The President-elect has so far shown an uncanny ability to bring all parties to the table as he carefully fills in the outlines of his broad policy agenda. Allies, adversaries, and agnostics all seem to be willing to follow his leadership as he aggressively seeks to quell the roiling seas and extinguish the burning fires that await his presidency. Beyond his Cabinet assemblage, he has now ventured into the thicket of bailout politics with a vigor and sophistication not seen in many years.
Managing inclusion can be a tricky business, but it is crucial in times of crisis, and we are in a bona fide crisis with an economy spiraling deeper and deeper into the abyss, the recent events in Mumbai reminding us of just how precarious and dangerous a place the world actually is, a worsening situation in Afghanistan, and the continuing quagmire in Iraq.
With little time for recriminations against the woefully inept Administration about to mercifully leave office, Obama is showing that his focus and concern is on moving forward, not looking backward. And oh how easy is would be to just look back and start casting blame. The only real lament seems to be that given the constitutional constraints of only allowing one president at a time it is a shame that we have to wait until January 20 to actually start putting new policies and programs into place.
His latest mastery of difficulties involves ensuring that the Nation's states and localities play a pivotal role in putting together a economic recovery program that will maximize the creation of jobs, repair a crumbling infrastructure, and minimize the burdens and hardships on individuals hardest hit by the now official recession.
Our federalist system is dependent upon a working relationship between the central government and state and local jurisdictions. Intergovernmental cooperation is a prerequisite for effective, efficient, and equitable governance. States and cities, counties and boroughs, townships and towns of all sizes and composition, both rural and urban, are disproportionately adversely affected by economic downturns. Their collective ability to manage budgets as the economy worsens is constrained by balanced budget requirements and often by state-imposed limits to raise revenues.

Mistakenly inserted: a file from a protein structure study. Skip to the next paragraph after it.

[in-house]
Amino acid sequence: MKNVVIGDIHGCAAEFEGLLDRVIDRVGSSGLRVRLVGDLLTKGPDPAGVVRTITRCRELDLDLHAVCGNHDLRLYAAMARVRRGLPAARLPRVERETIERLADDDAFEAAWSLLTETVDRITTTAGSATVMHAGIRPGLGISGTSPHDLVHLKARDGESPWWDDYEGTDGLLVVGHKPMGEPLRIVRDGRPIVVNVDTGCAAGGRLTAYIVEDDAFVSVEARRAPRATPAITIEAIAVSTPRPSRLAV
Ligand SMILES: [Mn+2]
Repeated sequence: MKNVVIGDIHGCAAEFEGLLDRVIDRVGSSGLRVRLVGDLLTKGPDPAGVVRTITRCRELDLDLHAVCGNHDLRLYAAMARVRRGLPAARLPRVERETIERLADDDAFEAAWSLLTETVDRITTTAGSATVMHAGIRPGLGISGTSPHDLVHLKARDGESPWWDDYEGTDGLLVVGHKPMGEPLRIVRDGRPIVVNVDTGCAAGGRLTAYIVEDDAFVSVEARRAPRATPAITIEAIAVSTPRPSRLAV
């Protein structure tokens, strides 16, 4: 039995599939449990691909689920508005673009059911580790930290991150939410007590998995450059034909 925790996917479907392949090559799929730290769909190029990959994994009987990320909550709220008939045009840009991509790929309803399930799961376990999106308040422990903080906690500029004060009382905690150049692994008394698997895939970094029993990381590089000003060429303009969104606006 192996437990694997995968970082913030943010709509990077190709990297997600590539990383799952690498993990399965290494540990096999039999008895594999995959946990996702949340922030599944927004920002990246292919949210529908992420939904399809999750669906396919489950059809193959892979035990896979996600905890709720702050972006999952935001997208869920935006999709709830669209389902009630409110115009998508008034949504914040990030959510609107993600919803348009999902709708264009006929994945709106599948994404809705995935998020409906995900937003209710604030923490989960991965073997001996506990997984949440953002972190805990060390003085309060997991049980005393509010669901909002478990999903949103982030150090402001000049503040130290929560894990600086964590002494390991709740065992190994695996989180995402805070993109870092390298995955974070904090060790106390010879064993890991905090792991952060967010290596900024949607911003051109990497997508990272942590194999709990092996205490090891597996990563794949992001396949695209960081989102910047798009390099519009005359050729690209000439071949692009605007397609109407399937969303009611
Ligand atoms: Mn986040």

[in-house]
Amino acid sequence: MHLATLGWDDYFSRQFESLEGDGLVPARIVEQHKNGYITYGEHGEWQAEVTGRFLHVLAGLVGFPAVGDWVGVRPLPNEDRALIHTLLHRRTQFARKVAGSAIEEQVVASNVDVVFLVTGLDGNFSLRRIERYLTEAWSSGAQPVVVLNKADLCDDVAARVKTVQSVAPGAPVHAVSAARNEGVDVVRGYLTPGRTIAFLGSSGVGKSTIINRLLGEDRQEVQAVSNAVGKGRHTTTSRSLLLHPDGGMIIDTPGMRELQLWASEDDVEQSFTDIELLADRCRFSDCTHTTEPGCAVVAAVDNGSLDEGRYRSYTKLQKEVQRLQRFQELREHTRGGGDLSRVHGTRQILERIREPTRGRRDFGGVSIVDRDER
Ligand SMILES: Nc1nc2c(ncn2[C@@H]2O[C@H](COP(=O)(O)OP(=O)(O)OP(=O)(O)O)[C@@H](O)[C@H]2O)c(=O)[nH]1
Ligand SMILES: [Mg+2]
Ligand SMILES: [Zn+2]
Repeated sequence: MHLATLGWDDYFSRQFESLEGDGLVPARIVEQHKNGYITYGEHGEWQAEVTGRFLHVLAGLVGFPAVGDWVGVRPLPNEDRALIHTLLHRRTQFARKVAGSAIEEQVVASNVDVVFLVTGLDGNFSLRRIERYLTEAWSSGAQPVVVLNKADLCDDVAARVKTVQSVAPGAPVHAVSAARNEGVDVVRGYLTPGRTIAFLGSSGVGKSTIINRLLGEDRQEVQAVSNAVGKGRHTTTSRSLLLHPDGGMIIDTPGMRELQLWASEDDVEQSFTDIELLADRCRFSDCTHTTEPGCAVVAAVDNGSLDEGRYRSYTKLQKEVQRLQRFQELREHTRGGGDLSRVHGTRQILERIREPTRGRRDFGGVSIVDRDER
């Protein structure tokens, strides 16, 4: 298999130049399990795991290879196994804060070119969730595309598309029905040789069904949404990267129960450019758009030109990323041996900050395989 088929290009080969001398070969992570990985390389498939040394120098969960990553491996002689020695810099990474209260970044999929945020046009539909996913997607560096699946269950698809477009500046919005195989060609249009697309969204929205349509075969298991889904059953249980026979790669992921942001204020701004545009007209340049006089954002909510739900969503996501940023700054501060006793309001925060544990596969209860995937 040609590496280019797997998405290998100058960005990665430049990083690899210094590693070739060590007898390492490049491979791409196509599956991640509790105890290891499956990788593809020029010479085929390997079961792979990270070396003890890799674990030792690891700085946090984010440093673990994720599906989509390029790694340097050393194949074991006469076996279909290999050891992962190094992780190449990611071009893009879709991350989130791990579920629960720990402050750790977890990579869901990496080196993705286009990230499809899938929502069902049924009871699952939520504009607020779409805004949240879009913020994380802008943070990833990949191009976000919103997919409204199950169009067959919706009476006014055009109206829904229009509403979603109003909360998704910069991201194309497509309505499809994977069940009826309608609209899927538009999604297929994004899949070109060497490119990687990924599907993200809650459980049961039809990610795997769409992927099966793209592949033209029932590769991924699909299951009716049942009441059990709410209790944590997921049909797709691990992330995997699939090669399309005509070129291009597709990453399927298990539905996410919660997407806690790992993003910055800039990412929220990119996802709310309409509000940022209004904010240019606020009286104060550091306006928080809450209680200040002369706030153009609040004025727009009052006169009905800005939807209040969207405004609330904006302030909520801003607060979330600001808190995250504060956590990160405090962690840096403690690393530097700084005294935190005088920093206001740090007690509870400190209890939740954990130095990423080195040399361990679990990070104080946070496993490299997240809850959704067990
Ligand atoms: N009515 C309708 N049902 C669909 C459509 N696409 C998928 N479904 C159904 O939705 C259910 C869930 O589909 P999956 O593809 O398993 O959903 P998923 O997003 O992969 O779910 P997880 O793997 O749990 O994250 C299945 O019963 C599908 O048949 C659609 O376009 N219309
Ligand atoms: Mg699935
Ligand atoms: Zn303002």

One of the unique aspects to the current reaction to our worsening economic troubles seems to be a national will, and a bipartisan one at that, to adopt a Keynesian approach to spending our way out of this mess. John Maynard Keynes believed that it was okay for the government to borrow money to lift the economy out of recession. Of course, the implicit agreement is that you pay it back once the economy recovers, and that will be a massive undertaking to be sure. Deficits do matter and balanced budgets in times of prosperity are fiscally prudent and responsible. However, borrowing can also be prudent and responsible, assuming one has the will and the ability to repay the loans. At this point we have little choice.
Having the Nation's Governors and Mayors, Democrats and Republicans alike, joined in the effort to create an effective infrastructure-led recovery program will further strengthen the hand the 44th President will have to play after January 20. The times ahead will be difficult, and the economic hardships will be spread broadly. However, the foundation being laid at this point will help to shorten the time it will take for the economic recovery to take hold.
State and local officials are keenly aware of the needs and capabilities of their respective jurisdictions. They will be called upon to actively implement whatever recovery plan is put into place, thus they have a right and a need to be involved in its construction. Obama sees this and is acting upon his best instincts for brining all working partners into the fold. This is not just smart politics, it is smart policy. He realizes he needs broad support for the tough decisions and hard choices that need to be made, and he is going about securing that support.
There is evidence of a pattern here: the need to engage partners, the need to garner the greatest degree of consensus possible, utilization of diplomatic skills to attack problems, and a vision and steadfast dedication to implement it. In a weaker moment I could go on to say that has been missing for a long time, but that would be looking backward, and the mantra henceforth will be forward-looking and visionary.
But if only January 20 were tomorrow...
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